Charlie Whitehurst.

    • Kip Earlywine says:

      Huh?

      • Coug1990 says:

        I think he means that Whitehurst was a bad acquisition and Carpenter is a bad acquisition also.

      • As in, as of right now, he’s our starting QB for 2011.

        • Kip Earlywine says:

          Don’t worry. Kaepernick is still out there (but so is Dalton, *gulp*), and even if Palmer falls through later, it looks like Garrard and Young could be easily obtained.

          Seattle has only 1 quarterback on its roster, and I really doubt that the next two quarterbacks we add to the roster will both be behind Whitehurst.

          I think you’re hung up on Mallett. Just get over it- he was never an option and its unfortunate but a fact of life. He would have been a terrible fit for this offense, and Carroll took this job in the first place to do things “his way.” So with that in mind, I can hardly blame him. And its not like he was the only guy to pass on Mallett either.

    • Rob says:

      One day, the Seahawks will have to take a QB in round one.

    • PatrickH says:

      One possibility (perhaps a remote one) is that the Carson Palmer trade is in the bag, and so they don’t have to reach for a QB prospect this year.

      • Kip Earlywine says:

        I’ve been thinking the same thing for many weeks now.

        Ever since I heard confirmation of the rumors, I started to suspect that it took the urgency out of Seattle’s draft plans for QB.

  3. Kip Earlywine says:

    By the way, if you listen carefully to the crowd when the pick is announced, you can audibly hear someone in the crowd saying “WHO?!”

  4. MattyB says:

    Going into there pick, they certainly wanted to trade down. Everyone who listened to the radio or read online knew that but they couldn’t. I don’t believe they had Carpenter as the offensive lineman they wanted there in the first place. I believe they wanted soldier first then watkins but both were off the board. In the end they had to make the pick. I can’t judge carpenter because i know nothing about him but i trust PC and JS do, but with all those big names on the board why didn’t go with BPA? There are plenty of good linemen coming in the later rounds and they could got a shut down corner or good pass rusher which are also huge needs. I am not going to be a typical fan who judges the pick based on not knowing who is he is and I will wait to see him play not the field but my main question is why not one the big name draftees in a position of need and wait to draft a lineman. So Rob, I got a question for you, how much did Tom Cable and the run game influence this pick?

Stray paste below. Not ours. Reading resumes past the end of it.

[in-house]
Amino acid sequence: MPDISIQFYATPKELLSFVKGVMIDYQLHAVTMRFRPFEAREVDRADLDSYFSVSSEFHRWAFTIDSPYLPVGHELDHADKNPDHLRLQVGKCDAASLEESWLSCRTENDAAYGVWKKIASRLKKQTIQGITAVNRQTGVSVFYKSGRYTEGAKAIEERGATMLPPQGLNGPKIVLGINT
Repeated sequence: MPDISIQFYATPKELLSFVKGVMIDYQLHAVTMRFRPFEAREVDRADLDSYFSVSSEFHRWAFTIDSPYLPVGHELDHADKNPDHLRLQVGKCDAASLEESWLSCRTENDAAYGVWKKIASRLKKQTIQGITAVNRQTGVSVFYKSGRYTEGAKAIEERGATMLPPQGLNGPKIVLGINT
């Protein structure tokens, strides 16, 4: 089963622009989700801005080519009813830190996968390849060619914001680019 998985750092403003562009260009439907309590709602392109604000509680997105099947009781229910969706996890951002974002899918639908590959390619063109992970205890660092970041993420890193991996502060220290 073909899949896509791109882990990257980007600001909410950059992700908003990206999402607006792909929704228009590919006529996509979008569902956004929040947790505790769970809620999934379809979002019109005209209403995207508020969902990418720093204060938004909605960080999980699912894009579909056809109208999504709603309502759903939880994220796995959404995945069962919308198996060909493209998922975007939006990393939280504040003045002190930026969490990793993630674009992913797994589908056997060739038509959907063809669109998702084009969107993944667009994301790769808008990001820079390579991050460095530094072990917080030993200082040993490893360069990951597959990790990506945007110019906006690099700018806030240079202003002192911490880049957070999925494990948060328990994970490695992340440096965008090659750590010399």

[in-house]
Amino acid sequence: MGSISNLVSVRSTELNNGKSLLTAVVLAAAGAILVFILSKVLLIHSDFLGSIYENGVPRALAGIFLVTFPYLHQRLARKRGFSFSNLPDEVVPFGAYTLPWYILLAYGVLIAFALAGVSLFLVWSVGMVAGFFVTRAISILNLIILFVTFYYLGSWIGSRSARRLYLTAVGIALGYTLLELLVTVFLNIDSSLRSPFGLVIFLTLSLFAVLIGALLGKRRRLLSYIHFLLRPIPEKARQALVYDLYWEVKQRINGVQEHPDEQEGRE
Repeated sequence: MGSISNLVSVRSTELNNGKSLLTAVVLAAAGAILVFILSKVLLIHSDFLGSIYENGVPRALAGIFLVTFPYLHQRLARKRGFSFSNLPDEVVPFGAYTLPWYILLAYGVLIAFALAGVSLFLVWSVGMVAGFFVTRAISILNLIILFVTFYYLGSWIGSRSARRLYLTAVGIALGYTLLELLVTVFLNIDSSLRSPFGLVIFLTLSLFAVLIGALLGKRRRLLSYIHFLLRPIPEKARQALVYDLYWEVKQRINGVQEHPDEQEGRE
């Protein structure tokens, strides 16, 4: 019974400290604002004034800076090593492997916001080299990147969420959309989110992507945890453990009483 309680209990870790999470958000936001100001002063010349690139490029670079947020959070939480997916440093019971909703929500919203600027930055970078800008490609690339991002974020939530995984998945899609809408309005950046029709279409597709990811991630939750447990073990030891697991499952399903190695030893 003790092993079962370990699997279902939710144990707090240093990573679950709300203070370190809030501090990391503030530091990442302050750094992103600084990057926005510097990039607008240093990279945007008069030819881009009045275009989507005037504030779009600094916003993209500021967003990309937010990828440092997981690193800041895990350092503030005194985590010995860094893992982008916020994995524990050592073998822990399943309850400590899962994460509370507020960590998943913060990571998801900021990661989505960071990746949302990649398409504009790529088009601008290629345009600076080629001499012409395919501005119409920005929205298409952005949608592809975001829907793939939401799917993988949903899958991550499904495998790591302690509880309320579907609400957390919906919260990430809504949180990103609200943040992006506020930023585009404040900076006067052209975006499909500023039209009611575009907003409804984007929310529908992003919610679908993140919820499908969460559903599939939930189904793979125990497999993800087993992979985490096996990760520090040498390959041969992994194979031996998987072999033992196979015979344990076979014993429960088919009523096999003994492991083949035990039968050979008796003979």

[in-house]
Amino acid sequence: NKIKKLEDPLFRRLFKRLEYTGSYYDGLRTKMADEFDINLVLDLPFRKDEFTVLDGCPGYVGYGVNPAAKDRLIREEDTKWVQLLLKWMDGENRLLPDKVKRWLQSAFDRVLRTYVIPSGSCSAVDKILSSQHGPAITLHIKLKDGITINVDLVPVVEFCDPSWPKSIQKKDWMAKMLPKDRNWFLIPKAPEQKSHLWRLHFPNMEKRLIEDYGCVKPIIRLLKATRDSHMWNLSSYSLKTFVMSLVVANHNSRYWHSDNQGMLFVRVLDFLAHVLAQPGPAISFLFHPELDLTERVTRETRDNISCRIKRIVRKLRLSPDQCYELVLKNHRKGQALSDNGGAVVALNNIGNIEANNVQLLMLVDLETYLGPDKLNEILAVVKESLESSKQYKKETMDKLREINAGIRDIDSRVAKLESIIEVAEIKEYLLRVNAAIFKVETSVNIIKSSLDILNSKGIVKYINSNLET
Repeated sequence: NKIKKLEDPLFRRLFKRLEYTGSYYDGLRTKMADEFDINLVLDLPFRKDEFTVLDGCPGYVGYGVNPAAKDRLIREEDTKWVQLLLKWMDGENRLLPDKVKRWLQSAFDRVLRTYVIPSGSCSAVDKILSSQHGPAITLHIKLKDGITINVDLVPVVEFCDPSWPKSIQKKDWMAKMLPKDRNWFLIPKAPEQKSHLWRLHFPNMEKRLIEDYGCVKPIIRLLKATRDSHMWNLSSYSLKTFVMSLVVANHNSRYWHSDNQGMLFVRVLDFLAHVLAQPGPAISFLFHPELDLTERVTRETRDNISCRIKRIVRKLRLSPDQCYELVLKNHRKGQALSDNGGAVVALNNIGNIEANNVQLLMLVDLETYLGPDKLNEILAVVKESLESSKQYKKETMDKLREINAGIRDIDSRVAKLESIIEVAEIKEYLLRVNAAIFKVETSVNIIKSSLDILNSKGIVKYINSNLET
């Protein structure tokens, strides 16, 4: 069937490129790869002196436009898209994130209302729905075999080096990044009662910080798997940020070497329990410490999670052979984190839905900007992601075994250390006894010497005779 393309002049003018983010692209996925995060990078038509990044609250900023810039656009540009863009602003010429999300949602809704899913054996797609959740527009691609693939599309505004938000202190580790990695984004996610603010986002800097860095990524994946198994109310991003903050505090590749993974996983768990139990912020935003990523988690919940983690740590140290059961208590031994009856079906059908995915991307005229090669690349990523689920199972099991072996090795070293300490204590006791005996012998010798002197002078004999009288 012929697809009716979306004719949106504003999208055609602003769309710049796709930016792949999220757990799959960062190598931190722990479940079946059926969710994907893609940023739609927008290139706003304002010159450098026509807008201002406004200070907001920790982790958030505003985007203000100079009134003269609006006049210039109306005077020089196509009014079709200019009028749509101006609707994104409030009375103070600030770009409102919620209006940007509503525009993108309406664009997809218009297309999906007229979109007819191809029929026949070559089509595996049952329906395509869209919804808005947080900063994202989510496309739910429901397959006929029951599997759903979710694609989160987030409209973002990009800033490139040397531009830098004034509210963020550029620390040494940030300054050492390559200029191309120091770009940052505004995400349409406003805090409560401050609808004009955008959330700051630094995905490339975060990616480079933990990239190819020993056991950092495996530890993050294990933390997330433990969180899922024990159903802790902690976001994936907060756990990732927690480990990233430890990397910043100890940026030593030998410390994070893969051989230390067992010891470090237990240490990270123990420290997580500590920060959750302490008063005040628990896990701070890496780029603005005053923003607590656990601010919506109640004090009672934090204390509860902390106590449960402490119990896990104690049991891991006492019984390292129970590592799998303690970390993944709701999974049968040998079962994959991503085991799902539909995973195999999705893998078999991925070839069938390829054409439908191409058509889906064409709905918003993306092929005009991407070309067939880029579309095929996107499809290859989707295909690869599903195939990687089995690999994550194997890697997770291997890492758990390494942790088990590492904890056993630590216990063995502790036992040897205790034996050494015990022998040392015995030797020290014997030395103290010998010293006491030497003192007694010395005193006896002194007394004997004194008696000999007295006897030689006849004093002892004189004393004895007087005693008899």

5. wes says:

    Will he be a day 1 starter? I would assume so. It’s hard to be critical about this pick, because O line is so crucial to success on offense, but it sure is disappointing that they could not trade down, because you know they could have gotten Carpenter at the top of round 2.

    • Bostonhawk says:

      I am not so sure he would be available. Rumor has it that Chicago was more interested in Carpenter than Carimi, and NFL Radio suggested that Green Bay preferred Carpenter over both Carimi and Sherrod. Now does that justify taking a tackle in Round 1? Perhaps not, but I am not sure there were trades early in the second they liked and I don’t think he would have lasted to the mid-second.

  6. Billy Showbiz says:

    I like it. I heard someone say that they thought this guy was the second best tackle in the draft, maybe it was Rob. Hopefully he turns out to be a beast! Hopefully Marshawn can run behind this guy. It’s not flashy but our line sucks so I’m happy.

  7. Blake says:

    Like I said in the live chat, Kip, it goes against everything you showed that Cable likes in an offensive linemen: he’s short for the position, short arms, and fat. WTF? I don’t know if he can play tackle with those arms. It’s sad that we passed on Sherrod and Smith. Nobody else I could find had Carpenter as a 1st rounder. Not many even have him as a tackle. Seriously? Take a 2nd round GUARD in the first round? A conversion guy? It makes me sick to my stomach. I’d take what NE got from NO for Ingram. A pick in the 20s next year and a pick in the 50s this year? We could take Carpenter then. It’s so sad to see a pick wasted on a conversion guard/right tackle when we could’ve taken a shutdown corner. Rob, I’d love to hear why they passed on him; get your source on the line and tell him to punch PC in the throat.

    • Mind of no mind says:

      Rog Rang had him going #31 to the Steelers.

    • Alex says:

      If they passed on Smith, I just have to assume that the character issues were too much.

    • PatrickH says:

      Apparently this is the second time that Pete Carroll has passed on Jimmy Smith. When Smith was a talented high school prospect from the LA area, Pete did not recruit him to USC (neither did UCLA). Something about his background scared people off even back then.

    • Kip Earlywine says:

      I’ll probably talk about this more in a future post, but the type of lineman acquired for Cable in his previous two stints scared the hell out of me- and it created an impression that Cable is about as much of a OL guru as Jim Mora was a secondary guru. Linemen can absolutely be too tall, something that Alex Gibbs was adamant about, because it impacts leverage. Further, a guy who’s 6’8″ 300 lbs is probably going to have a body type like a taller TE, and TE’s are not known to be great run blockers.

      So I was actually VERY relieved to see a lineman with measurables like James Carpenter- which are pretty close to prototypical. Its still early, but this is a very positive sign that a lot of the oddball lineman acquired in Oakland really was of Al Davis’ choosing rather than Cable. The relief of knowing that makes this pick feel worthwhile.

      • Attyla the Hawk says:

        Hahaha, I was thinking the EXACT same thing. The avoidance of years’ of OL drafting dread was probably worth seeing Saban look like he was on Extreme Makeover when the bus pulls away. Because I gotta tell ya, after the “WHO?”, it was followed by, “God look at his coach. This can’t be good!”

        Let’s hope we get another selection to maybe cement that thought.

  8. Dave says:

    Will you be doing a new round 2 mock?
    By the way, the live chat was great

  9. PatrickH says: